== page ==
Apparently there’s this thing called “Publishing Time” that significantly slows down the entire submission response process across the industry.  I’m not a huge fan.  As you can see, I’m still waiting on a lot of stuff.

  1. Painted Bride Quarterly (date submitted: January 4th; what submitted: 1 fiction, 1 non-fiction)  
  2. Cicada (date submitted: February 16th; what submitted: 2 poems)
  3. matchbook (date submitted: March 7th; what submitted: 1 short short fiction)
  4. The Susquehanna Review (date submitted: March 14th; what submitted: 1 fiction, 2 non-fiction)
  5. Zahir (date submitted:  April 25th; what submitted: 1 fiction)
  6. Sigma Tau Delta Rectangle (date submitted: May 11th; what submitted: 1 non-fiction)
  7. Brevity (date submitted: May 19th; what submitted: 1 non-fiction)
  8. storySouth (date submitted: June 1st; what submitted: 1 fiction)
  9. Weave magazine (date submitted:  June 1st; what submitted: 1 non-fiction)

I emailed Cicada magazine awhile ago to ask about my submissions since it is way past the official response time, but no response to that either.  I’m a little surprised just because I’ve had really good response time experiences with them before.  [shrug].  Maybe it’s a combination of Publishing Time and Summer Time.

I did get two rejection letters this week though–form letters at that–which wasn’t terribly heartening.  I’ll give a short bio for both those journals tomorrow on New Magazine Monday.  At least the rejections give me the opportunity to better inform you all how long you might have to wait :]

Keep writing while you wait!

Unexpected Writing Scams: Should You Pay to Submit Your Writing?

Like Brevity, I’m a little confused about the cancellation of the Richard M. Thorson Literary Prize for Agrarian Prose, for the allegedly unacceptable practice of charging contest submission fees.  Very nearly every sanctioned writing contest I’ve ever entered, I’ve been required to pay a small reading fee.  None of them were scams.  Many were posted by sources that I trust, such as Poets & Writers writing contest listings online and in their magazine, or on the Writer’s Relief’s listings.  They’re hosted by completely reputable literary journals.  Even book contests organized by the National Association of Elementary School Principals have fees.  In fact, I won 2nd place in a writing contest at The Baltimore Review that required a small entry fee of $15 (normally it’s only $10 entry fee, but I opted into the reduced year’s subscription combo package).  Nobody is calling for all these contests to be cancelled and, as someone who has submitted to both the aforementioned contests, I’m certainly not feeling scammed.  I understand that writing contests depend on those fees.  Where do you think the prize money for winning first, second, or third place comes from?  How else would they function?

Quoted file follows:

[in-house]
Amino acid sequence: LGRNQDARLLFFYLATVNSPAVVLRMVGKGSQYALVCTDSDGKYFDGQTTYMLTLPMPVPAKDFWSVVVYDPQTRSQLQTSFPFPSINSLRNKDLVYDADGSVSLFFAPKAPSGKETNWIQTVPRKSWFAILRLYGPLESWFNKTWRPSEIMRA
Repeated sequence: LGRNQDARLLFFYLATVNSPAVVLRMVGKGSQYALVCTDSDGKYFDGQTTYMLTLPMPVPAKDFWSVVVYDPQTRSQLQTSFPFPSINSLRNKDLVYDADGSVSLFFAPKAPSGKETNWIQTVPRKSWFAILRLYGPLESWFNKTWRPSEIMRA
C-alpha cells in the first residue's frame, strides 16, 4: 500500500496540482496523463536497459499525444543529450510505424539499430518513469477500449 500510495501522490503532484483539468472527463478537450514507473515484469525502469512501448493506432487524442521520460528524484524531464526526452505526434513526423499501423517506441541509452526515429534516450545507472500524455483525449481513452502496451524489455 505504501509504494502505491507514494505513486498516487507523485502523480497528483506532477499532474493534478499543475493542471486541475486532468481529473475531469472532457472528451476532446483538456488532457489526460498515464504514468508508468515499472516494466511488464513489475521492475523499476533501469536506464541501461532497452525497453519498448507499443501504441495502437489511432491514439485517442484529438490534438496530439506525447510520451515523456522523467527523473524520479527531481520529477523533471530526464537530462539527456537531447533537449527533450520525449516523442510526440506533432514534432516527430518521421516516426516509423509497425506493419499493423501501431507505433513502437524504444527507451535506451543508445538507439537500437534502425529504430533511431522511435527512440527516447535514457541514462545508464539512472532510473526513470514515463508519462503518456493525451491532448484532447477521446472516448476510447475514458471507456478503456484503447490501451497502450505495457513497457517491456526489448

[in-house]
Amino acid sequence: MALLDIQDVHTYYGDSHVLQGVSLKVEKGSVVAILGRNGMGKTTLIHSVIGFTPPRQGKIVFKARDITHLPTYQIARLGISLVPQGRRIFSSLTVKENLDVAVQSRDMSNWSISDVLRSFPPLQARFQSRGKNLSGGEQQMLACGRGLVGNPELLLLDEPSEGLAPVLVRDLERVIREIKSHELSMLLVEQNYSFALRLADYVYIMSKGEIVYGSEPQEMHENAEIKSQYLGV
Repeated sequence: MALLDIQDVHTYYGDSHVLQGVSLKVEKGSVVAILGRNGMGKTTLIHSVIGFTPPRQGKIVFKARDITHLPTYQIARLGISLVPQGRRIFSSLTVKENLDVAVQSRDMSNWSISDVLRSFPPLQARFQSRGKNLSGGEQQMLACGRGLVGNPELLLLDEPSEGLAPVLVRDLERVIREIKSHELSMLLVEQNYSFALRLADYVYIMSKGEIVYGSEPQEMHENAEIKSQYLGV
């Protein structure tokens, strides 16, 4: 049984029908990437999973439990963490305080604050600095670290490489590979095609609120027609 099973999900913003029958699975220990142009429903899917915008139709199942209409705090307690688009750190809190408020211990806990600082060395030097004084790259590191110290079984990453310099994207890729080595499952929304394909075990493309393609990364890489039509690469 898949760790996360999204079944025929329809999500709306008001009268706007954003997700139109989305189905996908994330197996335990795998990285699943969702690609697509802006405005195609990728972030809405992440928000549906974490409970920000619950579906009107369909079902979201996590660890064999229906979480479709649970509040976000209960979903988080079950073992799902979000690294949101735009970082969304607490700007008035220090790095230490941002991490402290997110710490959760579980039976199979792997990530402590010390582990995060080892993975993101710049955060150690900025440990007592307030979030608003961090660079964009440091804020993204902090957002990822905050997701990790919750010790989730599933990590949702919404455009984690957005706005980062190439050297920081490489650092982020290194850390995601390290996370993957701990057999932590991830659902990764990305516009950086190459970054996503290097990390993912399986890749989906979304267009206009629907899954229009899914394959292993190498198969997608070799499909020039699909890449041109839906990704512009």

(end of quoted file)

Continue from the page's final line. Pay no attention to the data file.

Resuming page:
Some literary journals, such as Zahir, are now requiring writers to pay small fees for general online submissions too.  Ranging between $1.50 and $2.50, these literary journals argue that it’s the same price you would pay for postage to mail the manuscript snail mail style.  If writers choose to mail it snail mail, they don’t have to pay the fee at all.  I think it’s pretty fair, all things considered.  I accept that it’s a tiny donation to keep some of my favorite literary journals afloat.

But maybe I’ve just been lucky in my writing submissions.  There are a lot of scams out there.  Other writers have recommended using Writer Beware to safeguard themselves against lecherous agents and fake writing contests.  (P.S.  NEVER PAY TO HAVE A LITERARY AGENT READ YOUR WORK!!  Read this list of red flags for things reputable literary agents should NEVER ask you to do or pay for.)

What do you think?  Should writers have to pay an entry fee for contests?  Is there a maximum amount that contests should charge?  Is it fair that literary journals are charging for general submissions?  Have you ever encountered any writing scams that you’d like to warn us about?

Lesson: You Can Get a Rejection Letter at Any Time

Despite the fact that it’s Sunday morning, I was able to wake up and smell the roses with a form rejection letter in the mail.  A form rejection letter at that.  [Depressed hang of head].

But at least we learned something from it, yes?